No Place Like Home; February/March 2007; Scientific American Mind; by Antje Flade; 6 Page(s)
Austrian artist and architect Friedensreich Hundertwasser, or Peace- Kingdom Hundred-Water, as his name translates, was anything but conventional. Known for bright colors, curved lines and organic forms--as well as performances in the nude--his work often generated controversy. A low-income housing block of his design in Vienna is no exception: the Hundertwasser Haus, planned in 1977, features undulating floors, a grass- and soil-covered roof and huge trees growing inside rooms, their branches reaching out from the windows. Hundertwasser refused payment for the complex, explaining that he wished merely to "prevent something ugly from going up in its place."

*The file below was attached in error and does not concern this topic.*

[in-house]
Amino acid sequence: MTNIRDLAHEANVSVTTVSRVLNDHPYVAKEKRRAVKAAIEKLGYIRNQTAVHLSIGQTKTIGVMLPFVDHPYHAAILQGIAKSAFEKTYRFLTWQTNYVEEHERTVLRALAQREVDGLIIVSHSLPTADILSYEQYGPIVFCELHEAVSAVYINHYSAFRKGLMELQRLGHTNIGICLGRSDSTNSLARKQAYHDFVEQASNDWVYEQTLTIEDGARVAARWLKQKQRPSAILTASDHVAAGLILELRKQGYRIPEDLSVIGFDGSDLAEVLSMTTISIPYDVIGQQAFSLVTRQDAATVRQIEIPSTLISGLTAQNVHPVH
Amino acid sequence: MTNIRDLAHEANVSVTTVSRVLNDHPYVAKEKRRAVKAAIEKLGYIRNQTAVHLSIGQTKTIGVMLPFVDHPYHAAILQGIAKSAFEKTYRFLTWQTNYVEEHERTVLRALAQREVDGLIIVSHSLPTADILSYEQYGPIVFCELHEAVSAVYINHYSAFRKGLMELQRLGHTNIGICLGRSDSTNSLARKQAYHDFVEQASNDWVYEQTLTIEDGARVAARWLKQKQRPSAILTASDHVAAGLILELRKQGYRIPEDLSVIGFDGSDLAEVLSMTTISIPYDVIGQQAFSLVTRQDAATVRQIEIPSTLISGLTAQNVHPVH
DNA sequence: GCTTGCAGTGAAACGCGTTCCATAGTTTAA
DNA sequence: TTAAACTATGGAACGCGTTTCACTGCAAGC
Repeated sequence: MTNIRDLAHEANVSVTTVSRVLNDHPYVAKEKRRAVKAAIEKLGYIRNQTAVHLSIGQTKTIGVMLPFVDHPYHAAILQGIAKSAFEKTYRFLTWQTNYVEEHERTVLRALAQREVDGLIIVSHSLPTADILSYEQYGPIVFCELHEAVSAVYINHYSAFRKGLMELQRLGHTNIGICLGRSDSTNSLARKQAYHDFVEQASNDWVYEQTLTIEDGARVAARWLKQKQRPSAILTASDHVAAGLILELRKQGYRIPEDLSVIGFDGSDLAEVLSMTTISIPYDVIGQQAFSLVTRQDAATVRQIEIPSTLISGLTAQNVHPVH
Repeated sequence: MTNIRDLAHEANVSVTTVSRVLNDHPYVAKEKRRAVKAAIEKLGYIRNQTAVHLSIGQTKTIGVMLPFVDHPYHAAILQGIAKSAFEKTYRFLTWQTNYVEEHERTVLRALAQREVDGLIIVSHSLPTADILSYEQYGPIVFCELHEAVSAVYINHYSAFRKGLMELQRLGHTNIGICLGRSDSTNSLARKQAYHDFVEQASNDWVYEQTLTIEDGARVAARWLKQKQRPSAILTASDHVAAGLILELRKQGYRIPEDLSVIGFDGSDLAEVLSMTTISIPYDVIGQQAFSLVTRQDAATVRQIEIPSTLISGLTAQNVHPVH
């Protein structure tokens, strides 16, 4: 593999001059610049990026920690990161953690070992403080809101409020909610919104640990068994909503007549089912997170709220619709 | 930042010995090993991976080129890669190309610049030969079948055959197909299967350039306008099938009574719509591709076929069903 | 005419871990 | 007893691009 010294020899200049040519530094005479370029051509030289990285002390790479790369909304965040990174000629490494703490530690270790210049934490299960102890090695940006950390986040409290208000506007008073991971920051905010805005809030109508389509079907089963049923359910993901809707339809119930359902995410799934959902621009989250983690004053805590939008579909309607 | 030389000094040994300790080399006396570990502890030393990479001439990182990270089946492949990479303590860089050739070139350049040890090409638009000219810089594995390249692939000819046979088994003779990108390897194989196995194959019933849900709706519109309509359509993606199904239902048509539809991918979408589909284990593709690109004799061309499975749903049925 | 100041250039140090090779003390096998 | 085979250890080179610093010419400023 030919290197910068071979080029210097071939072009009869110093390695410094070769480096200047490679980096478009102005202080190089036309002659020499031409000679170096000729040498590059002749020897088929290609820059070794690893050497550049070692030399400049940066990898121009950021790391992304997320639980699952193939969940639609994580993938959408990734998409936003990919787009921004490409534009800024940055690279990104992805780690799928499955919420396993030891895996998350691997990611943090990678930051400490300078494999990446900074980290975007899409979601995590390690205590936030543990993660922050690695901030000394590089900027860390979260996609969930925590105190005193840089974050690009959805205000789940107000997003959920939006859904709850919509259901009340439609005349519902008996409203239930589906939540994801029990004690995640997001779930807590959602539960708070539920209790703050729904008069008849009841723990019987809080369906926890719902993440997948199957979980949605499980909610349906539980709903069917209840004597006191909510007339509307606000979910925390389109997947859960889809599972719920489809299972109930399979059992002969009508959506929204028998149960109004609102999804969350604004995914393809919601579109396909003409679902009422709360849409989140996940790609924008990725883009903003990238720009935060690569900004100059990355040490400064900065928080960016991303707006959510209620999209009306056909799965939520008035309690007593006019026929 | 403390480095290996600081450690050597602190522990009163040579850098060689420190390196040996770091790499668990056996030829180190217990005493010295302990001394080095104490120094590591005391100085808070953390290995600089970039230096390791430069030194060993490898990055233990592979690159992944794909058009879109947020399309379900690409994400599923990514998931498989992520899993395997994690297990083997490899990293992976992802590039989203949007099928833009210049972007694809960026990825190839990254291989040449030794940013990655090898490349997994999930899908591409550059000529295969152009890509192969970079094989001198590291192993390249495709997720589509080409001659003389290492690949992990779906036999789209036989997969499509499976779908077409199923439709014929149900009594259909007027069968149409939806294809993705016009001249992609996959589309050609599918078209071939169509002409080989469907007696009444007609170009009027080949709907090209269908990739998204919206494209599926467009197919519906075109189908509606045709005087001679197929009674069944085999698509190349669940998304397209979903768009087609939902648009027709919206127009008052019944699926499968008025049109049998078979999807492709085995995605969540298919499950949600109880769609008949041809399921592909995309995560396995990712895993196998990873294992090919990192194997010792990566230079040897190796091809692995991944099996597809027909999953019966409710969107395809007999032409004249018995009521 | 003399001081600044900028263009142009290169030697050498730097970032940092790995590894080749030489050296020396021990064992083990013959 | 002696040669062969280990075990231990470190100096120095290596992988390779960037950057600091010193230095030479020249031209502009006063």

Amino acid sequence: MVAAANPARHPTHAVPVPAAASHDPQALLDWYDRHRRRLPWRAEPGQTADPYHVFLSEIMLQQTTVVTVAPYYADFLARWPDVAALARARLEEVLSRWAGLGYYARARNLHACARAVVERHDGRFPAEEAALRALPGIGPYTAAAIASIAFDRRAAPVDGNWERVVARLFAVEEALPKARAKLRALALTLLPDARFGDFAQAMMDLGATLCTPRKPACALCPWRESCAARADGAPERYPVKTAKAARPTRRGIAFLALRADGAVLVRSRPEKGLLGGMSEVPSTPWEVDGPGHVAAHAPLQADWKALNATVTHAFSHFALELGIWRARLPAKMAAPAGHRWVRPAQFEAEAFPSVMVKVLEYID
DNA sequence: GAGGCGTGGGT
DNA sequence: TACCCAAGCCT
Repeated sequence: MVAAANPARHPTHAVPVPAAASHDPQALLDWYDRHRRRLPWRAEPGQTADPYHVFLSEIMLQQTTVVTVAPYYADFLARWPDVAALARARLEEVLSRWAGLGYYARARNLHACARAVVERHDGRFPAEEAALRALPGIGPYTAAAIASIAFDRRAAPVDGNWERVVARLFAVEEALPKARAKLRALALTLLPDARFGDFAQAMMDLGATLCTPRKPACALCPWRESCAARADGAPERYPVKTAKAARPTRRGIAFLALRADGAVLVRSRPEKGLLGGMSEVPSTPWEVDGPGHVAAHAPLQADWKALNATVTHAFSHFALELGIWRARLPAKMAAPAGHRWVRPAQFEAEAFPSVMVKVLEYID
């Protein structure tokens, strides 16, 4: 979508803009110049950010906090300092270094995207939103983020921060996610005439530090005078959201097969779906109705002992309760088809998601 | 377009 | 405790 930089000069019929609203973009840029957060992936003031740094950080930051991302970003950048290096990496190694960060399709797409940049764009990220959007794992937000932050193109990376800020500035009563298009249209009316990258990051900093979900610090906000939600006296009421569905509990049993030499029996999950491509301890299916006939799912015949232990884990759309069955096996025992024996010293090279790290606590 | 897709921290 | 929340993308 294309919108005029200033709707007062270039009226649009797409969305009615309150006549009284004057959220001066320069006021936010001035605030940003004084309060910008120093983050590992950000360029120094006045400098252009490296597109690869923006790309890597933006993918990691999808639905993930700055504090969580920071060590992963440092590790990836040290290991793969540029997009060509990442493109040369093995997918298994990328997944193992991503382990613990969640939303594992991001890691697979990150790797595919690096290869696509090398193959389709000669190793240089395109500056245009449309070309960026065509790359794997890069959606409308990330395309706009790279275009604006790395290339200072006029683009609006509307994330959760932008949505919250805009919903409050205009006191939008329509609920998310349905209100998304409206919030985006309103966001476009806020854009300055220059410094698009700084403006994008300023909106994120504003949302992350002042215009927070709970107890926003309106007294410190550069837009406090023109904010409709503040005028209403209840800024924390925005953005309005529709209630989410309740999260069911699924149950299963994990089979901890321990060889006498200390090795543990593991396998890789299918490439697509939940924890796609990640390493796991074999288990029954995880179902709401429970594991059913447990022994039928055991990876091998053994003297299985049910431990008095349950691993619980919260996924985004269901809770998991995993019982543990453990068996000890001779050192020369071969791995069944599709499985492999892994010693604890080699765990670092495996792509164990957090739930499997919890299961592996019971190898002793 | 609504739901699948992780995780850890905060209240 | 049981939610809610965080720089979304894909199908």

Throughout his lifetime Hundertwasser preached regularly against conformity in domestic architecture. In 1958 he famously declared his Mould Manifesto against Rationalism in Architecture, stating that "a person in a rented apartment must have the freedom to lean out of his window and transform the building's exterior within arm's reach. And he must be allowed to take a long brush and paint everything so that, from far away, everyone can see: There lives a man who distinguishes himself from his neighbors!"